Today the kids and I were eating dinner with my father, my mother and my niece and nephew. I have watched my father berate my nephew occasionally about his weight. My nephew is not a fat kid by any stretch of the imagination. There are times of the year when he gains a bit of weight, still he is an active 14 year old boy. He plays sports and bikes everywhere. I have expressed frustration with my father on occasion over this. Tonight my father took aim at my 7 year old daughter and began chastising her. To put it simply, I lost it. I recognize some of my angry words have been stuck in my throat since I was my daughter's age. Suffice to say dinner was eaten in silence after my tirade. My father didn't react in the way I would have anticipated. He was fairly quiet. He said a few extra things that he knew would be hurtful, but then he was silent. As I was leaving his house, he said he wouldn't bring up the subject with my daughter again. Of course I don't believe him, I recall him saying the same thing about various subjects over and over when I was a child. Still, I was surprised at how quiet he was.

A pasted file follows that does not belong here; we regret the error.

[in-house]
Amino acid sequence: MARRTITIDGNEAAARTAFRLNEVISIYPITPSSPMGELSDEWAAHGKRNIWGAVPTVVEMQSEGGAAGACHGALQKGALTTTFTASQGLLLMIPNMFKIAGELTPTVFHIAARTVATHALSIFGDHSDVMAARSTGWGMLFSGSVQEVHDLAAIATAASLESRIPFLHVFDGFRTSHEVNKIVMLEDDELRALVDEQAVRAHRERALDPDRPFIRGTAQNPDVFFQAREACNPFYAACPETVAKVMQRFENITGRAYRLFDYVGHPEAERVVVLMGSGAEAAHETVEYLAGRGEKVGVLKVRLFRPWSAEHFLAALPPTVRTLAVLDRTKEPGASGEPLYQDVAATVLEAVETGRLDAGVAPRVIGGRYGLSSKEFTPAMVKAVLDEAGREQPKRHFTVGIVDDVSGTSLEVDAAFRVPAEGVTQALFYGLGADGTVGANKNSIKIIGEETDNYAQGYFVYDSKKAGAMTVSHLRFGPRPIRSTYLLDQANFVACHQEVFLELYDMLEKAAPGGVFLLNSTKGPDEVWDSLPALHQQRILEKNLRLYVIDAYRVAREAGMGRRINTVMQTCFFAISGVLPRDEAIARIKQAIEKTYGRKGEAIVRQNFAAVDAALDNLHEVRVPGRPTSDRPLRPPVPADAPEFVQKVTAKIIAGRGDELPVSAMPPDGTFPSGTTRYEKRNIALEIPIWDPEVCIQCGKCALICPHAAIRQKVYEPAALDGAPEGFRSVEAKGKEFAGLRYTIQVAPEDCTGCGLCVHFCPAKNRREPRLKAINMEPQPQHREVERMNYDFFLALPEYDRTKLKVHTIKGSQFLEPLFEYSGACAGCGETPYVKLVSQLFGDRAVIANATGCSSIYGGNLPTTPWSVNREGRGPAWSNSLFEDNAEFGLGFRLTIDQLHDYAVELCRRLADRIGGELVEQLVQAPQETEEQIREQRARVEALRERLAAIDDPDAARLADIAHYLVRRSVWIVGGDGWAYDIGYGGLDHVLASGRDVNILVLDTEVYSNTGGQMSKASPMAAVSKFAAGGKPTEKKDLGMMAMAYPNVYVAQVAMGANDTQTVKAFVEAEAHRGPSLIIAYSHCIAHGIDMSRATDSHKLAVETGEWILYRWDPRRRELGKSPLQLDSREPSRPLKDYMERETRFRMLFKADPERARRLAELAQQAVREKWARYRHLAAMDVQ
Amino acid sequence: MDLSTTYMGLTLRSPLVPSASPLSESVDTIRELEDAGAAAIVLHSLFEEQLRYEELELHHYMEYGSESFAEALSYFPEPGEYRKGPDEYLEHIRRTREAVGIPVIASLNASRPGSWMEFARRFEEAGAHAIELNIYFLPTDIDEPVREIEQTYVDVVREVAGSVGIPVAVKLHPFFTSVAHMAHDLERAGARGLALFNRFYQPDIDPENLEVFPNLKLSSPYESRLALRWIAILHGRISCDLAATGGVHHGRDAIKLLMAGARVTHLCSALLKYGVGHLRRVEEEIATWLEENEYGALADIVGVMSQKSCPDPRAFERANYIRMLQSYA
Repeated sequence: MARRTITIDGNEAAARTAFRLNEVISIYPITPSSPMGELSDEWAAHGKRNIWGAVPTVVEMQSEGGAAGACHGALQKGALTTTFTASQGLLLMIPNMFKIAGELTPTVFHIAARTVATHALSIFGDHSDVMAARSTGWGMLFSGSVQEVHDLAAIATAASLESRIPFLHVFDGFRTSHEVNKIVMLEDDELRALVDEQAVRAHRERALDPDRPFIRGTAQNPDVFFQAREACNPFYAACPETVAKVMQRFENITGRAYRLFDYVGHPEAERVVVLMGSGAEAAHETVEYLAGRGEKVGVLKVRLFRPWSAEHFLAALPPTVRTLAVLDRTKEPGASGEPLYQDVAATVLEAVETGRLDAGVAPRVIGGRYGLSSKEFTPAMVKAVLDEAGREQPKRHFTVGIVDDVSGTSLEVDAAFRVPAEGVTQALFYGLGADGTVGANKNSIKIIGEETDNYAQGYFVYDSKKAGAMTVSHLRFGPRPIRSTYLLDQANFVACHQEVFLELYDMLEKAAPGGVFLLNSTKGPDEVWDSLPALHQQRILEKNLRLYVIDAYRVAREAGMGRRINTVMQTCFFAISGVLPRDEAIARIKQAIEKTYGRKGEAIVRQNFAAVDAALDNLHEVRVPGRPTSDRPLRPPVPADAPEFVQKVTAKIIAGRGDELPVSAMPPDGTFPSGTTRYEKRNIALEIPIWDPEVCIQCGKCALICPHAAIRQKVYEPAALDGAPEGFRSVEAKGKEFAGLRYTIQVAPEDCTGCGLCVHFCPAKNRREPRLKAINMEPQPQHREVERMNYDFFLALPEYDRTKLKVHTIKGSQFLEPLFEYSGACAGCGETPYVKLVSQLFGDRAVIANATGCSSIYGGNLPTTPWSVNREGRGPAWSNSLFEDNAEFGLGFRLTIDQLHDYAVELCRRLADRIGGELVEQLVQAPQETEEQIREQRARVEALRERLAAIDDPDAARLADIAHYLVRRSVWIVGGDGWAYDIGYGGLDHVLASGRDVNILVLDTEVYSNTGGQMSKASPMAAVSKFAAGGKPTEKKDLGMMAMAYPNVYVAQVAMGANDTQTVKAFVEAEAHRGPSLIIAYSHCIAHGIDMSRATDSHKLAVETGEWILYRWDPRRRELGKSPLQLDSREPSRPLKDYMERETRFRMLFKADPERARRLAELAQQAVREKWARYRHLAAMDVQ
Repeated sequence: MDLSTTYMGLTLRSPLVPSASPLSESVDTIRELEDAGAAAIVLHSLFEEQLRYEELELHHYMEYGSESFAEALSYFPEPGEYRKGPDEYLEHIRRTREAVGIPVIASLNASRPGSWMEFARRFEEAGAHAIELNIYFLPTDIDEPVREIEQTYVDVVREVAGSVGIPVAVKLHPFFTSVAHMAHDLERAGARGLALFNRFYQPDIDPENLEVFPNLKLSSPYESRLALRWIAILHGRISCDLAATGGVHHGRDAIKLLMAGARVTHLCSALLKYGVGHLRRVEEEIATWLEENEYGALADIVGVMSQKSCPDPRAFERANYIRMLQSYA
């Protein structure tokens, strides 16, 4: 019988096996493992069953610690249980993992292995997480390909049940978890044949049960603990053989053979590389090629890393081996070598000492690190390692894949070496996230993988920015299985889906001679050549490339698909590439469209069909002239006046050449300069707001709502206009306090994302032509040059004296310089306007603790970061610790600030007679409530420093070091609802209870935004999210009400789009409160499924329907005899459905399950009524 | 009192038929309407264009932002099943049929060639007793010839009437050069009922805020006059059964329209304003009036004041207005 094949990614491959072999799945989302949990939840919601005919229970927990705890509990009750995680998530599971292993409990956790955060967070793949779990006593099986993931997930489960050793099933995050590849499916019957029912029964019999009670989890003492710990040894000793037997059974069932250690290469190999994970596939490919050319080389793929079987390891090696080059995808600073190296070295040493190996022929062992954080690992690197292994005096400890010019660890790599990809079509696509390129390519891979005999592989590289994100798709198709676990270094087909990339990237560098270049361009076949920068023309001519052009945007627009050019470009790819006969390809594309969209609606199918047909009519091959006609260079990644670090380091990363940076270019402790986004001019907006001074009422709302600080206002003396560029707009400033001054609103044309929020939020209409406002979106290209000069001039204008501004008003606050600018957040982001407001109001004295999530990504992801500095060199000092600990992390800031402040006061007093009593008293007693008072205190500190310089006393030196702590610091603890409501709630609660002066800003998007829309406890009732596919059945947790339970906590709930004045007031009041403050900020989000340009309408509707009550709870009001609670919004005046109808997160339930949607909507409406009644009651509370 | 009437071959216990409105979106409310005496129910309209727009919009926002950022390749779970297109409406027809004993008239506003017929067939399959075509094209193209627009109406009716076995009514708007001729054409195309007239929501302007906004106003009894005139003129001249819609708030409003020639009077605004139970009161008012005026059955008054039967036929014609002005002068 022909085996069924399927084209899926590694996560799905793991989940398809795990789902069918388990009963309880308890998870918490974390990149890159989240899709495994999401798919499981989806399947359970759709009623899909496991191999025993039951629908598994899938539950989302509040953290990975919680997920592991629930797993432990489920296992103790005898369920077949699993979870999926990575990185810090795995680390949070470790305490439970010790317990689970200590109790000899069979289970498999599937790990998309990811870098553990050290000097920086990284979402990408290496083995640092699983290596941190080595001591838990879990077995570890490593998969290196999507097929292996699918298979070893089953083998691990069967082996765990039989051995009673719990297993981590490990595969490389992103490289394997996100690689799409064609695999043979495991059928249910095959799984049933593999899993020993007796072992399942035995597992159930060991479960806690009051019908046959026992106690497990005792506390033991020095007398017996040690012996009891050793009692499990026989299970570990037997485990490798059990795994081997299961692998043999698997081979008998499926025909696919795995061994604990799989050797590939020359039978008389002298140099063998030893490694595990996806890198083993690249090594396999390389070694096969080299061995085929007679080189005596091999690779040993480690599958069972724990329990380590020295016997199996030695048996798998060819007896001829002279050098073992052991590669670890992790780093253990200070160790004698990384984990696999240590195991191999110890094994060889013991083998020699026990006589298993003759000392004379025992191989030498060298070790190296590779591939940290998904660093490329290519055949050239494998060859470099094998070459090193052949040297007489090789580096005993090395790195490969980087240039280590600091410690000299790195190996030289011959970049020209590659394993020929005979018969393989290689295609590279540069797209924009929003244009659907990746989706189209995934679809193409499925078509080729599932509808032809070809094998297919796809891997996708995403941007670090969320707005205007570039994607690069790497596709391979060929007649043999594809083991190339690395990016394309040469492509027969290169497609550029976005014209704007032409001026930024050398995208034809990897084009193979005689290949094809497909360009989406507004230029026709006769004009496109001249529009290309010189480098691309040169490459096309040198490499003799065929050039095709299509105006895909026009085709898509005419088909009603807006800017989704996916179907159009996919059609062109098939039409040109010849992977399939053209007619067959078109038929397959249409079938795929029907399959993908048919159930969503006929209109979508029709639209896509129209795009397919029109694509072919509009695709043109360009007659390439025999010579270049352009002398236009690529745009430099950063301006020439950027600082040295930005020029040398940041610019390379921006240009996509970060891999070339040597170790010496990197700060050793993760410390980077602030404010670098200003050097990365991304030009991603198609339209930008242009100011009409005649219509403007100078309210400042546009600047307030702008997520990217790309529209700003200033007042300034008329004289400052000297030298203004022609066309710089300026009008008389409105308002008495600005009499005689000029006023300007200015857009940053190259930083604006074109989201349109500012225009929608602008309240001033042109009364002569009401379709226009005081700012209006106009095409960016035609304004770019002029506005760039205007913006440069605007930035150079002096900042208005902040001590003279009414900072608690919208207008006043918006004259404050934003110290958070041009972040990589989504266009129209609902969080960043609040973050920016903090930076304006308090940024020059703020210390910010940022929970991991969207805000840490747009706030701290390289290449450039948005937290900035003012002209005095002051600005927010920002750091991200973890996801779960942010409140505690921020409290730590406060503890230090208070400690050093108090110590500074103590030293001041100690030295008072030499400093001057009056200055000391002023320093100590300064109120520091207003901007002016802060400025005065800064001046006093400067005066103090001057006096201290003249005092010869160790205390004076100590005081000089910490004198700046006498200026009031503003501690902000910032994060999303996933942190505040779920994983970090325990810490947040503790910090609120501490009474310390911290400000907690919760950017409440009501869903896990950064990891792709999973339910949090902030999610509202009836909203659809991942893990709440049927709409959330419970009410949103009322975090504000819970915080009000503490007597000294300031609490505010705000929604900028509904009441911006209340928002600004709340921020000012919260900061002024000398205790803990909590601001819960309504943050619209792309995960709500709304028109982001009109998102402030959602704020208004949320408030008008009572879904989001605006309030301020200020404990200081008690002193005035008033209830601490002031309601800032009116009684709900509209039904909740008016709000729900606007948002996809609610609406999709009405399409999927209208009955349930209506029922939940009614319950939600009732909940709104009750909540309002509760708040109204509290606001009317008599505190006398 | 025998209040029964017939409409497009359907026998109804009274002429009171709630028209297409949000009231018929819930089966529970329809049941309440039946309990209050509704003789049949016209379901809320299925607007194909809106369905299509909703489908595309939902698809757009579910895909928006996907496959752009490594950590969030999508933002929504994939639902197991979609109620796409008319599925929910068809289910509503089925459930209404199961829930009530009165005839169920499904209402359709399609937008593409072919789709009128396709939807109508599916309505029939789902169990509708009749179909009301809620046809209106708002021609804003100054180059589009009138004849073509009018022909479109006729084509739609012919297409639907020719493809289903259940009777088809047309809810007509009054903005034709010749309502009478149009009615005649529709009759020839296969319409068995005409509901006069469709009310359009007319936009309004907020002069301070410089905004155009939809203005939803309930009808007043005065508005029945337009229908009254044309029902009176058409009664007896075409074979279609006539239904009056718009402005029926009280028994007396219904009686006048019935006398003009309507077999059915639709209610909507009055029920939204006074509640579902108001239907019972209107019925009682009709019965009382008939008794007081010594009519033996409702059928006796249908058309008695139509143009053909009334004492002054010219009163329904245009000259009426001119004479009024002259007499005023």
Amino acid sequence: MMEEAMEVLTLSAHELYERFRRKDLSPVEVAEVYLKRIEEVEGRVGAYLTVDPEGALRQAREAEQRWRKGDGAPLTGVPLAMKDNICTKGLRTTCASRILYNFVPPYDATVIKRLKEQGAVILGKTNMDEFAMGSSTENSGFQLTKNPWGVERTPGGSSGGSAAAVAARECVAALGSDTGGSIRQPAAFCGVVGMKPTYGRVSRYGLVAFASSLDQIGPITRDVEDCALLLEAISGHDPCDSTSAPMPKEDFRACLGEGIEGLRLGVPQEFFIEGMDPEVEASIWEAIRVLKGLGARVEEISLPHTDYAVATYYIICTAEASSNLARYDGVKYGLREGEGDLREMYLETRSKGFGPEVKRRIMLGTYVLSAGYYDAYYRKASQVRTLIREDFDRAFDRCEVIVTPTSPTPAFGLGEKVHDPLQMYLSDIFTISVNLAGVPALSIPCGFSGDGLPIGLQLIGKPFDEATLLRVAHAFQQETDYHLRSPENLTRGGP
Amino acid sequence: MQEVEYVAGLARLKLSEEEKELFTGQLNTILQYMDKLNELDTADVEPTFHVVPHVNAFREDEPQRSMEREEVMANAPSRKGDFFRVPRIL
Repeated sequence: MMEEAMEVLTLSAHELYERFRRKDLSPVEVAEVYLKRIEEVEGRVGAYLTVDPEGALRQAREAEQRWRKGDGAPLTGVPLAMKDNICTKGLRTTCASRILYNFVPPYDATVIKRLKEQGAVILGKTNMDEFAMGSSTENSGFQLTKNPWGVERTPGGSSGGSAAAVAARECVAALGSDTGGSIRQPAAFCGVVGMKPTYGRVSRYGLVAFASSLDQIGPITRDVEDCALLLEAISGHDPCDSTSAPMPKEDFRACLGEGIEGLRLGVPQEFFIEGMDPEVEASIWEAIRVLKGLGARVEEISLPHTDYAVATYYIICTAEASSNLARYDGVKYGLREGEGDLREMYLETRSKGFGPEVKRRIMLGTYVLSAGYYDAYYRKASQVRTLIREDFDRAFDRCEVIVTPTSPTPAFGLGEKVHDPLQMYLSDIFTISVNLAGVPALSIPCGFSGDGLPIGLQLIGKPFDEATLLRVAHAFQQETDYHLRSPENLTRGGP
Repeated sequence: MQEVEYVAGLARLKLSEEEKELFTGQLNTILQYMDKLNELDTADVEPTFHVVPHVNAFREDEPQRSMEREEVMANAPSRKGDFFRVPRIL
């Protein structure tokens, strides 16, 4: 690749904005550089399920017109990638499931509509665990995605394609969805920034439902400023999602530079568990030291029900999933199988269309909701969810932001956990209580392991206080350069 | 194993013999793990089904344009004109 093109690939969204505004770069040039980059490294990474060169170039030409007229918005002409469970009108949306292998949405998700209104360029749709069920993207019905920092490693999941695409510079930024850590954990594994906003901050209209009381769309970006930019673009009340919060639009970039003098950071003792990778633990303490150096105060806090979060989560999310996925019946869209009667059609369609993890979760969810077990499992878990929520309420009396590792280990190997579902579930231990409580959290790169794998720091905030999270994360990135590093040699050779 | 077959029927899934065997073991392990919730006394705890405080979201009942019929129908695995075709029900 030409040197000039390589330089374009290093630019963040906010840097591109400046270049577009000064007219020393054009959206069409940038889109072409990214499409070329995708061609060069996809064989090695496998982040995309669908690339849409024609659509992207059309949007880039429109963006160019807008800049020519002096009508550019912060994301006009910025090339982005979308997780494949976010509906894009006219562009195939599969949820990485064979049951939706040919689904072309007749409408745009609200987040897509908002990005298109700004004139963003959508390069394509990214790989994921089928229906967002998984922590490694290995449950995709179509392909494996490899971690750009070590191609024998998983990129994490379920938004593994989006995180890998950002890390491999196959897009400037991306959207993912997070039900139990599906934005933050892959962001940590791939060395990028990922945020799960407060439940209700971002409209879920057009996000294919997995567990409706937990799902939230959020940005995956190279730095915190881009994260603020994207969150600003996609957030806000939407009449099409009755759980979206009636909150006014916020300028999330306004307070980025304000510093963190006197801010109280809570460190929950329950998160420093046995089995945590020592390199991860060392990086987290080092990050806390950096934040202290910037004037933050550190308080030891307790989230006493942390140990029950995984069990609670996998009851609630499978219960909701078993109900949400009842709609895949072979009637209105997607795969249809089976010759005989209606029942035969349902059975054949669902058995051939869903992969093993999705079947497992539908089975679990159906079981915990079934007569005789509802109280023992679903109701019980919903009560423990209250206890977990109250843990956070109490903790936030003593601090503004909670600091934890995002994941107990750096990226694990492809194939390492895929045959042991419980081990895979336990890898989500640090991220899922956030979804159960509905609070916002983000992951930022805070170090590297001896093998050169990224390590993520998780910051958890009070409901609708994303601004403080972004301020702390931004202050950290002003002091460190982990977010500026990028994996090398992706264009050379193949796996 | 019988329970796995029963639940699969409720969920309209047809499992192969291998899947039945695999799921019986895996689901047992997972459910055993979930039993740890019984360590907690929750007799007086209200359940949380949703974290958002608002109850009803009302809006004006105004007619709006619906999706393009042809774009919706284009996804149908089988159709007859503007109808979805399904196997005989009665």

My child had begun to cry at the table, and I took her inside and washed her face and held her as she cried. I told her that her grandfather was wrong for saying what he had, and that I loved her very much. As I drove my nephew home, he finally said, "I remember you tried to stick up for me when I was younger. At least you stick up for your kids. Grandpa is just mean sometimes."

My own inner armchair theologian would say that my father's faith and my own are as different as they can be. My father was raised attending church on Sundays with his adopted parents. My grandparents were pillars of their church community. My grandfather was an elder in the church, my grandmother taught Sunday school and was part of every part of the life of the church women could be part of. My grandmother would be the first woman to acknowledge that my grandfather was the head of their household, and that this was God's will. She waited on my grandfather, cooking and cleaning for him. When they would pray at dinner, everyone would wait for my grandfather to lift his head after praying silently, and take the first food on his plate before beginning to serve themselves.